Devon W. Carbado

When the names Rodney King, O. J. Simpson, Mike Tyson, Marion Barry and even Clarence Thomas become symbolic, like "Scotts – boro,” black women are left without a way to talk about how some of the Scottsboro "boys” (accused of raping two white women) actu­ally did commit acts of violence and murder against their girlfriends and wives. Black women are left without a way to address Rodney King as anything other than a victim, even after his second arrest for domestic abuse. And we have no response to Tupac Shakur’s name­less accuser, whose lonely plea—"I did not deserve to be gang raped”—paled in comparison to Vibe magazine’s five-page cover story on Shakur as the misunderstood thug.

—Kristal Brent Zook1

SUBSEQUENT TO THE announcement of the not-guilty verdict in the O. J. Simpson criminal case, a considerable amount of legal and nonlegal commentary focused on the extent to which the Black com­munity’s response to the verdict differed from the white commu­nity’s response. The explanations for this difference varied, though most were based on the idea that the difference reflected a racial di­vide in American society. In this essay, I offer another way of think­ing about the Black community’s response to this case—that it re­flects the subordination of gender issues, including domestic abuse, in antiracist discourse. The arguments I advance develop along two related trajectories: (1) Black racial identity is essentialized in an­tiracist discourse, and (2) Black male victimhood is privileged.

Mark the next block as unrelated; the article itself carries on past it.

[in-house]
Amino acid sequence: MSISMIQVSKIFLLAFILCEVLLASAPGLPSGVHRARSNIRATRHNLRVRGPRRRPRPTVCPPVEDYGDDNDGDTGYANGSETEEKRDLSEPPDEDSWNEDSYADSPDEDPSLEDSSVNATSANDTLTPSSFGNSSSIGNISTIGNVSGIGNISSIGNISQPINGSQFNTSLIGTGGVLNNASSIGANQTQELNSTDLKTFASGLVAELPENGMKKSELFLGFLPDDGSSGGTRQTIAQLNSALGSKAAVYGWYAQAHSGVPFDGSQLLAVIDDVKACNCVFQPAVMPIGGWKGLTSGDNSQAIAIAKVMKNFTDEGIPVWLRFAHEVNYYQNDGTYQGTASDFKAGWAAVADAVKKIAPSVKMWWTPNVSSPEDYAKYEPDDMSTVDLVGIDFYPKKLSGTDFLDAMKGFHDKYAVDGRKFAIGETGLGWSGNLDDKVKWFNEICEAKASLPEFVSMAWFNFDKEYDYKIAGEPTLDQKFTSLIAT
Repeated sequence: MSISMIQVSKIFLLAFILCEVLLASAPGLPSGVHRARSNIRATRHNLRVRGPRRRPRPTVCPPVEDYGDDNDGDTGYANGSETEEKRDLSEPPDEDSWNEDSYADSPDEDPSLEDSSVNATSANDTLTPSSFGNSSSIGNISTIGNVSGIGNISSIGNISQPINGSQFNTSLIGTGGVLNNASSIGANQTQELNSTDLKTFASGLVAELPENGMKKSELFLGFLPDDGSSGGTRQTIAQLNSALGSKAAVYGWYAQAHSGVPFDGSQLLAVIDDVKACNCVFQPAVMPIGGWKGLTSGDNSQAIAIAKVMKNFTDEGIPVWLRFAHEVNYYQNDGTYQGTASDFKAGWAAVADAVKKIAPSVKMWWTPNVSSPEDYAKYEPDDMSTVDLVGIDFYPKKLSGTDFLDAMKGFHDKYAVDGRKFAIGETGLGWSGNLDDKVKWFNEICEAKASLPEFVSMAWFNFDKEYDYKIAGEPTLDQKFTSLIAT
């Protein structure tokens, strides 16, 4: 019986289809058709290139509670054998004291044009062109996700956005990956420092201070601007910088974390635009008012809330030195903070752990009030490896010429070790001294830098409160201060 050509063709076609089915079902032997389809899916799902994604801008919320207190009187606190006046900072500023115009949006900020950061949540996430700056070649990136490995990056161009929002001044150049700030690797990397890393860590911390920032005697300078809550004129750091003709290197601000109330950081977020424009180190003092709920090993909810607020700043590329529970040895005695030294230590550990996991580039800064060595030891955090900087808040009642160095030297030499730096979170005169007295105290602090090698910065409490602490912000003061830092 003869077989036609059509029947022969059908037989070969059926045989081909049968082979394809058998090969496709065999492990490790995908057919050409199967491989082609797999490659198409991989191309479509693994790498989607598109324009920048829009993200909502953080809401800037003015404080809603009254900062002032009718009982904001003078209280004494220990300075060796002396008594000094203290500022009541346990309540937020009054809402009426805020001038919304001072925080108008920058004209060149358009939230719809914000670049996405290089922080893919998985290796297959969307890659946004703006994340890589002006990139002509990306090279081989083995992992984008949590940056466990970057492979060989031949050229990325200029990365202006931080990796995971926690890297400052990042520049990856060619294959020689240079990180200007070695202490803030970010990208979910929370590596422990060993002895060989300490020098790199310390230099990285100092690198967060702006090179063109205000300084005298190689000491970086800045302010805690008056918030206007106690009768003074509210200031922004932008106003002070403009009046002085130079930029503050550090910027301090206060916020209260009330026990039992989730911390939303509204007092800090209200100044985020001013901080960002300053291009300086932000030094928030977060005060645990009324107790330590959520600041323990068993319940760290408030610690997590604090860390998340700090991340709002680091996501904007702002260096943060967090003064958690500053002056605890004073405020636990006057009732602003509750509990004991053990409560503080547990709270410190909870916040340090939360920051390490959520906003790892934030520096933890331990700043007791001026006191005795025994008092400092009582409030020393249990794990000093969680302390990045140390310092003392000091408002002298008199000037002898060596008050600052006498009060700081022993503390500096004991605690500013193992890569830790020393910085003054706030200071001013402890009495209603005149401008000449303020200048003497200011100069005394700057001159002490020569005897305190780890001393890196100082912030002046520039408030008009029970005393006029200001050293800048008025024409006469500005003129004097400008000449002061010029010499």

The essentialism argument is that implicit in antiracist discourse is the notion that there is an "essential," ungendered racial experi­ence: the Black experience. However, this Black experience is often con­structed, predominantly or exclusively, around Black male subordi­nation. The victimology argument is that Black men occupy a privi­leged victim status in antiracist discourse. This status is reflective and constitutive of certain gendered notions about race and racism: that racism against Black men is representative of racism against all Black people. I refer to these male-centered conceptions of racism as "un­modified antiracism." To illustrate how unmodified antiracism is im­plicated in the Black community’s response to the O. J. Simpson case, I discuss the Black community’s discourse about this case in two po – litical/cultural narratives, each of which mediates the Black commu­nity’s understanding of race and racial injustice—the Black Male/White Victimhood Narrative (Black people, especially Black men, are treated unfairly in the criminal justice system, particularly when the victim is white) and the Black Male/White Female Narra­tive (Black men are lynched, figuratively and literally, by white soci­ety for having sexual relationships with white women). I argue that these narratives contain political symbols of race and gender that fa­cilitated the construction of O. J. Simpson as a racial victim in a way that obscured that he was (also) a domestic abuser.